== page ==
3rd baby (Benjamin) - This birth was incredible. I labored off-and-on for two days, but it was never anything really big. By the time my water broke, I had begun focusing and breathing, but I had not even broken a sweat yet. We had made the decision to have this baby in the hospital, though we had wanted him to be born at home because when my husband lost his job a few months prior, we also lost our insurance, and so did not have the ability to pay for a home birth. If I had known there was such a thing as UC, things would have been different, but I didn't so oh well. When my water broke, my doula immediately insisted that we go to the hospital, and so we got in the car to begin the 25 minute trip. I started feeling pressure within minutes, and when I reached inside to see where Ben was, I discovered that he was rapidly making his way down the birth canal. Jon, our doula, and I started praying that there wouldn't be any more contractions because I wasn't so keen to birth in our brand-new-to-us van. When we got to the hospital, I managed to get into a wheelchair, though Ben had already crowned. His head was born in the elevator, and we made it down the hall and around the nurse's station, and almost to the door of my room before Ben was born. The labor (once it got going) was very fast and almost painless. It was over so quickly that I wasn't even emotionally ready for him to be there yet, seeing as I was used to hours of labor and lots of work to birth my babies, though it was incredibly exhilarating. It was amazing! The after effects were even better. I bonded immediately with Ben, and felt absolutely happy and at peace. He nursed like a pro, and we never had a latch-on problem. My milk came in within a day-and-a-half, but I never engorged. I got full, but never painfully so. It was incredible. Though we had the stress of Jon being out of work, none of the stressors from before were there. We had plenty of peace and quiet, and I didn't not try to be Super-mom. I was healthy and felt great, and I really think that enabled me to have a much better nursing experience.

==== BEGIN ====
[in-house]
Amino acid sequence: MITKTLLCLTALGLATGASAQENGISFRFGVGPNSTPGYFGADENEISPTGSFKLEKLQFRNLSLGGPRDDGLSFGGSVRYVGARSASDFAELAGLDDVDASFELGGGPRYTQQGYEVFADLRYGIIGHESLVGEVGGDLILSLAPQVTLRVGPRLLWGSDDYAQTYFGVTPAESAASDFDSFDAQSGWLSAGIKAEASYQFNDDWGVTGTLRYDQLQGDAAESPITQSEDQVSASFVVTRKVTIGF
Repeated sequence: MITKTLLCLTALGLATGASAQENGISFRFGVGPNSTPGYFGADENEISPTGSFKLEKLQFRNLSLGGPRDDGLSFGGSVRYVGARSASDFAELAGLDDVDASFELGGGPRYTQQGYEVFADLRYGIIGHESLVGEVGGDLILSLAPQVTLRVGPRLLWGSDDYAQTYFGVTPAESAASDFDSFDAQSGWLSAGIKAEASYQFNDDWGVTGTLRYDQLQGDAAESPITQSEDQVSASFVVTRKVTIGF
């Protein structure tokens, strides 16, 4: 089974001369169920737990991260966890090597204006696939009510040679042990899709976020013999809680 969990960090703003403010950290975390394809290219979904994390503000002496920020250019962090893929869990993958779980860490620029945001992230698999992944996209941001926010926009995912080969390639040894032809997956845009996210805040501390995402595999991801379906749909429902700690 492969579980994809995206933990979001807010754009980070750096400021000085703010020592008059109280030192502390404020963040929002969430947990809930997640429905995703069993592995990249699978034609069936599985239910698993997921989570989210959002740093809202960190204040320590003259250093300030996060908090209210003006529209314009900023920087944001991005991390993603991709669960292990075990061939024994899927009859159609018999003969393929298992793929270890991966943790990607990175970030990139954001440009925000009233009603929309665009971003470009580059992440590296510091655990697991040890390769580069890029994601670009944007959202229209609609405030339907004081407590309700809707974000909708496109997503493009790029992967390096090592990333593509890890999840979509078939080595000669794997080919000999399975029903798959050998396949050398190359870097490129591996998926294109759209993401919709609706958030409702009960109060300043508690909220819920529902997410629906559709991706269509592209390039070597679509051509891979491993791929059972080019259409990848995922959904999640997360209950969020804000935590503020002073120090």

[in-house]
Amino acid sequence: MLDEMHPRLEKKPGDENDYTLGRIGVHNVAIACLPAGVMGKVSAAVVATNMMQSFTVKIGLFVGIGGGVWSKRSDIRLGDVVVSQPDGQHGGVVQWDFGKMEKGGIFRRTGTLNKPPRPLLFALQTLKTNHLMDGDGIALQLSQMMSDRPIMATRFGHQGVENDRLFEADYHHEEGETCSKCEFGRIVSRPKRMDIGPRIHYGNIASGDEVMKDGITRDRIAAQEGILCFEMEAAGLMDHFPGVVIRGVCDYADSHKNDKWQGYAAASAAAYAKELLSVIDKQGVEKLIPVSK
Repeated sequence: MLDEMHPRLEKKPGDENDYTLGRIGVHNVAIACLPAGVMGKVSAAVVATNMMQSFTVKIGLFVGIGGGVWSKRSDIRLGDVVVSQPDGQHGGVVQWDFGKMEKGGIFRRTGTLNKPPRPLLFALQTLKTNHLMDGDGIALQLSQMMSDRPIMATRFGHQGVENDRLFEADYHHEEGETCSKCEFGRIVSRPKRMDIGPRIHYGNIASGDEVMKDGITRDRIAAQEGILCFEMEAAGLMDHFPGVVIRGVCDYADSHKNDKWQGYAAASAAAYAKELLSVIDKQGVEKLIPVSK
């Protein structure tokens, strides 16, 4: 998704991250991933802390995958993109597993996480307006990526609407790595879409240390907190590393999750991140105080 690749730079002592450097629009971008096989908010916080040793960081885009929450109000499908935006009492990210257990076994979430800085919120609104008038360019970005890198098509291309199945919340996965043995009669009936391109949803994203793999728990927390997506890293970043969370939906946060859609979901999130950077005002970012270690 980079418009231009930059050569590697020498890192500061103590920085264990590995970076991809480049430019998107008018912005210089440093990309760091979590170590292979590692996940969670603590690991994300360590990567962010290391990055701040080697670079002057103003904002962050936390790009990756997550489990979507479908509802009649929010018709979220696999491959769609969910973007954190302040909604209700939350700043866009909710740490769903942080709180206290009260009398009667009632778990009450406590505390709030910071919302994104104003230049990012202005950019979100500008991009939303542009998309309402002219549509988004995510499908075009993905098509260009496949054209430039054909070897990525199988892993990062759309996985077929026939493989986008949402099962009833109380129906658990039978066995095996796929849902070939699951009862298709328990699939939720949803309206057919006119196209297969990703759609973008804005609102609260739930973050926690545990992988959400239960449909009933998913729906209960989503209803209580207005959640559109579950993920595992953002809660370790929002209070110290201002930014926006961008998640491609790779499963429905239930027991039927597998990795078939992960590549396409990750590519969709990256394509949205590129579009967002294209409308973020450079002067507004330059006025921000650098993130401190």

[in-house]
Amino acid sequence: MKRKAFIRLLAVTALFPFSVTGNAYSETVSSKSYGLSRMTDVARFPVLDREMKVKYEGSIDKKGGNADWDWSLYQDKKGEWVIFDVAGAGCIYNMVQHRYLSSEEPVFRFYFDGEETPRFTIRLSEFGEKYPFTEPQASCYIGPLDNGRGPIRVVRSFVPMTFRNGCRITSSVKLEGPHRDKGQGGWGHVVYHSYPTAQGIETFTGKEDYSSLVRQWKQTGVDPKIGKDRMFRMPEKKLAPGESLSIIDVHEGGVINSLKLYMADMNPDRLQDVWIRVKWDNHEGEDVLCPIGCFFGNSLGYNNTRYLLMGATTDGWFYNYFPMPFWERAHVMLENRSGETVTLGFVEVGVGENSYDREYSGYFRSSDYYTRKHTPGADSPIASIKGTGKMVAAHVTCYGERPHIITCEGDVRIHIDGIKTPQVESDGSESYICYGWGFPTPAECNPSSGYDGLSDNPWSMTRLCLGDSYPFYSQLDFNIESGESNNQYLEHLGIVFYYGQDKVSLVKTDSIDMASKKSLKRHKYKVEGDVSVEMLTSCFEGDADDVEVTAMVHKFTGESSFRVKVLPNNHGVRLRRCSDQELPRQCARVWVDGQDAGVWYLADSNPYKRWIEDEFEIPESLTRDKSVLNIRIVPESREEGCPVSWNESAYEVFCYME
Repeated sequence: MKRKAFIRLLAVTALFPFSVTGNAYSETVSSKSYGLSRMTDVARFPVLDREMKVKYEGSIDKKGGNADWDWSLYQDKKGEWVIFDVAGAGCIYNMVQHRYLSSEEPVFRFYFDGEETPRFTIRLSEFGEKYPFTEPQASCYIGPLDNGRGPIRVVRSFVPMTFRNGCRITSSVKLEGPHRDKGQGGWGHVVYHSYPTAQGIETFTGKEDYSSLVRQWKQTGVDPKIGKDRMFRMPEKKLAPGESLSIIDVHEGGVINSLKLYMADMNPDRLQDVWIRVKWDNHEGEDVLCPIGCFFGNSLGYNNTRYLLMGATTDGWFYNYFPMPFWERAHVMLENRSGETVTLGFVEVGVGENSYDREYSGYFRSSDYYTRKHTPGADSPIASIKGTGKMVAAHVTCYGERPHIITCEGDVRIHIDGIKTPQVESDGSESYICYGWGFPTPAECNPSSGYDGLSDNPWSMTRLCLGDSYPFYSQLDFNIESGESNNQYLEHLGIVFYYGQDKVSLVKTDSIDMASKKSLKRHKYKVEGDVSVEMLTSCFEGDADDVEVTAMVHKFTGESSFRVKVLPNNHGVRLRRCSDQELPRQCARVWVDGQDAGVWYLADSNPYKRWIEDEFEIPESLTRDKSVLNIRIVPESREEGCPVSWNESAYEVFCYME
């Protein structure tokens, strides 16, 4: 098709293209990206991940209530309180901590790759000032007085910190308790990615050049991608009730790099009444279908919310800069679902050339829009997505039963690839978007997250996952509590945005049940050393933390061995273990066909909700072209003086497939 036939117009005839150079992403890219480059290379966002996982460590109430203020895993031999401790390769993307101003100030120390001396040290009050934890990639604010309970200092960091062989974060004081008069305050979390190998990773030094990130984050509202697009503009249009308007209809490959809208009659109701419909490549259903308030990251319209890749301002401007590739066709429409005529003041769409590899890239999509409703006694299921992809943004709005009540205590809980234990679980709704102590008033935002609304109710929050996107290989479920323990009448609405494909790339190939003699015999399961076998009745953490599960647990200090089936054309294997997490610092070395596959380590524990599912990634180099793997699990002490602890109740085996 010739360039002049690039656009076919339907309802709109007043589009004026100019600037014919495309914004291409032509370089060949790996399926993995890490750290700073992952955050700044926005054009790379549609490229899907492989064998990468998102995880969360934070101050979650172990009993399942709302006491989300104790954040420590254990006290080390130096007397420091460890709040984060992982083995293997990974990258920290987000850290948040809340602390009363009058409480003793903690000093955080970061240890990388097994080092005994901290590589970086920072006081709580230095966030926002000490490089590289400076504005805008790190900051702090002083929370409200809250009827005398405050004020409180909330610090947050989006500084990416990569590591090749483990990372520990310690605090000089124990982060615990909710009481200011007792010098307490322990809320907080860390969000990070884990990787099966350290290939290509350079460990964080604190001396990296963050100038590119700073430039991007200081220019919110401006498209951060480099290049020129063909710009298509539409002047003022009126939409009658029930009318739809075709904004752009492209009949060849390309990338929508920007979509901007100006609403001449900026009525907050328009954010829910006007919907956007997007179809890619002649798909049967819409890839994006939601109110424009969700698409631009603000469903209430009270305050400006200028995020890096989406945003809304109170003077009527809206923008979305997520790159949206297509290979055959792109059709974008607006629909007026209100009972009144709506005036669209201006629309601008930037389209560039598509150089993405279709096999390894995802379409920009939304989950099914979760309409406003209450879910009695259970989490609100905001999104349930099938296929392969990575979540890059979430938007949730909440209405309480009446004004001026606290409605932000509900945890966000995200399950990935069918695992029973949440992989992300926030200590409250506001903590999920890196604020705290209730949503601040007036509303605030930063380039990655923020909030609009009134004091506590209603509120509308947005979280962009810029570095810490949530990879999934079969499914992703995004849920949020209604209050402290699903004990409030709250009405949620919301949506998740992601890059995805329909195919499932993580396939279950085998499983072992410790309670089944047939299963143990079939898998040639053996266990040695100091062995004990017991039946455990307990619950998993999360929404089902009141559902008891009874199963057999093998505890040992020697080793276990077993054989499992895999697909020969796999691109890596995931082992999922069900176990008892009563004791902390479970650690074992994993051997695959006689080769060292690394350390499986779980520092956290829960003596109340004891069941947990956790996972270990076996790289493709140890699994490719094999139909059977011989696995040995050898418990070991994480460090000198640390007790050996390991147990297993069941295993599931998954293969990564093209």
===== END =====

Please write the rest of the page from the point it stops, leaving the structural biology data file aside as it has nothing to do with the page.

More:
I know this has been a long, drawn-out story, but here is the gist of it. I feel that the outside stressors in a mother's life have a DIRECT correlation with how much she trusts her body and how well the labor goes. I feel that if a mother is stressed and worried, then that sends a message to the baby that the world outside isn't safe, so it's best not to come out. This can make labor into a long, painful experience at best, and at worst, a horribly traumatic one. On the other hand, if a mother is able to birth in a peaceful, quiet setting and feel that her body is capable of doing what it needs to do, birth can be a life-transforming experience that leaves a mother with intense feelings of satisfaction, exhilaration, and elation. I really feel that breastfeeding, at least at the beginning, is directly correlated with how well the birth went, and how the nother feels about herself and her baby.

    Okay, this was basically a post in-and-of-itself, but there it is.

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  2. jen.b.in.az1/18/07, 7:12 PM

    My short-and-simple explanation is that both birth and breastfeeding have been so medicalized that people don't approach them as natural, but rather expect problems. Not meaning to sound callous, but it seems people assume there are options for both (no pain birth, formula feeding). If you approach either with the thought that you don't have to "succeed," it is easy to just go the modern American mainstream way. I'm not sure if this really is making sense...um...in my personal experience, I never once thought that my non-hospital births would be anything but simply births. I never thought of pain meds, I never thought that I needed anything else (and their births were both very fast). Same with nursing my kids: it never crossed my mind that there was any other way to feed them, so nursing simply WAS. I know people will probably argue they felt the same way, and maybe I'm completely wrong, but from everything I hear others say, there's too much thought put into both processes, and I swear that interferes with the natural processes. Maybe kelley said the same thing in different words: a stressed mom sends the wrong signals to the baby, and the processes are messed up. The way most Americans approach birth and breastfeeding IS stressful.